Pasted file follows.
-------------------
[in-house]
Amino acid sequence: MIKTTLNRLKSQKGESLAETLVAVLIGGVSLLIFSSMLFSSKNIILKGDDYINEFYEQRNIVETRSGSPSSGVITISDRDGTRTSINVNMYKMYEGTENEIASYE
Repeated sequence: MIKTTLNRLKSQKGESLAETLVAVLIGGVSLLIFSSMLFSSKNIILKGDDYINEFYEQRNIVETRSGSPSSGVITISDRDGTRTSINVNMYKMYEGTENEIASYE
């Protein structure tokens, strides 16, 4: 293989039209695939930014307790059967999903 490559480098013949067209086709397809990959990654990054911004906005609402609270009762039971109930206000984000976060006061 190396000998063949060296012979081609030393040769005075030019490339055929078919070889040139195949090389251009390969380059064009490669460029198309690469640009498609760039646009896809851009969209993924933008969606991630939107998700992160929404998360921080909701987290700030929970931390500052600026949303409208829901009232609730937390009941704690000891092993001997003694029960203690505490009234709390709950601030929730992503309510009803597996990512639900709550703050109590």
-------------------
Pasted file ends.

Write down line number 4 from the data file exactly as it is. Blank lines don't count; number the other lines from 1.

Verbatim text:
């Protein structure tokens, strides 16, 4: 293989039209695939930014307790059967999903 490559480098013949067209086709397809990959990654990054911004906005609402609270009762039971109930206000984000976060006061 190396000998063949060296012979081609030393040769005075030019490339055929078919070889040139195949090389251009390969380059064009490669460029198309690469640009498609760039646009896809851009969209993924933008969606991630939107998700992160929404998360921080909701987290700030929970931390500052600026949303409208829901009232609730937390009941704690000891092993001997003694029960203690505490009234709390709950601030929730992503309510009803597996990512639900709550703050109590």